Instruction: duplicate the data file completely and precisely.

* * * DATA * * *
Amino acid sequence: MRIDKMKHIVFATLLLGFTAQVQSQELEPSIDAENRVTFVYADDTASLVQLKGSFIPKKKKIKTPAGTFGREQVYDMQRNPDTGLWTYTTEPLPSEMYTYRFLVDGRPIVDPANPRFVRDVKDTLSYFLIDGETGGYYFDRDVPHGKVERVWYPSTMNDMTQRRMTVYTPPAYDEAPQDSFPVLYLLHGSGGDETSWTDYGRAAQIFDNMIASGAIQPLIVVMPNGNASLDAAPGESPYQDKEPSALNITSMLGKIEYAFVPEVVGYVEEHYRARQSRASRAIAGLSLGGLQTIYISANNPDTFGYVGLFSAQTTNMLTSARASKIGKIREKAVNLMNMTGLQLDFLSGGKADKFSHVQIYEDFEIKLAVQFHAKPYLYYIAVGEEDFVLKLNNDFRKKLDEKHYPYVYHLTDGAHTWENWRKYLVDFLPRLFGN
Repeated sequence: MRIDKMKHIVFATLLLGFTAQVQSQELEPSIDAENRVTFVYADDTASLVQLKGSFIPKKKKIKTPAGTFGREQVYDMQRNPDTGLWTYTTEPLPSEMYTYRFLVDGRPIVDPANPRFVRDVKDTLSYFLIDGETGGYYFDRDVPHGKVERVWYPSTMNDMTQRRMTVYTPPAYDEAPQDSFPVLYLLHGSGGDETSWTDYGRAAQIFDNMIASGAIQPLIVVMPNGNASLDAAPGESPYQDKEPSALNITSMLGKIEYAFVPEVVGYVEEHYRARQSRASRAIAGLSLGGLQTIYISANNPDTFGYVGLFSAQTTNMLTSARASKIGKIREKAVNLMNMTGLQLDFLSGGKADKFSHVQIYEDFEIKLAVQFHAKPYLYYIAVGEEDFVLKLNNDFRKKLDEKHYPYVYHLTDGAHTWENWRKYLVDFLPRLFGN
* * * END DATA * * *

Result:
Amino acid sequence: MRIDKMKHIVFATLLLGFTAQVQSQELEPSIDAENRVTFVYADDTASLVQLKGSFIPKKKKIKTPAGTFGREQVYDMQRNPDTGLWTYTTEPLPSEMYTYRFLVDGRPIVDPANPRFVRDVKDTLSYFLIDGETGGYYFDRDVPHGKVERVWYPSTMNDMTQRRMTVYTPPAYDEAPQDSFPVLYLLHGSGGDETSWTDYGRAAQIFDNMIASGAIQPLIVVMPNGNASLDAAPGESPYQDKEPSALNITSMLGKIEYAFVPEVVGYVEEHYRARQSRASRAIAGLSLGGLQTIYISANNPDTFGYVGLFSAQTTNMLTSARASKIGKIREKAVNLMNMTGLQLDFLSGGKADKFSHVQIYEDFEIKLAVQFHAKPYLYYIAVGEEDFVLKLNNDFRKKLDEKHYPYVYHLTDGAHTWENWRKYLVDFLPRLFGN
Repeated sequence: MRIDKMKHIVFATLLLGFTAQVQSQELEPSIDAENRVTFVYADDTASLVQLKGSFIPKKKKIKTPAGTFGREQVYDMQRNPDTGLWTYTTEPLPSEMYTYRFLVDGRPIVDPANPRFVRDVKDTLSYFLIDGETGGYYFDRDVPHGKVERVWYPSTMNDMTQRRMTVYTPPAYDEAPQDSFPVLYLLHGSGGDETSWTDYGRAAQIFDNMIASGAIQPLIVVMPNGNASLDAAPGESPYQDKEPSALNITSMLGKIEYAFVPEVVGYVEEHYRARQSRASRAIAGLSLGGLQTIYISANNPDTFGYVGLFSAQTTNMLTSARASKIGKIREKAVNLMNMTGLQLDFLSGGKADKFSHVQIYEDFEIKLAVQFHAKPYLYYIAVGEEDFVLKLNNDFRKKLDEKHYPYVYHLTDGAHTWENWRKYLVDFLPRLFGN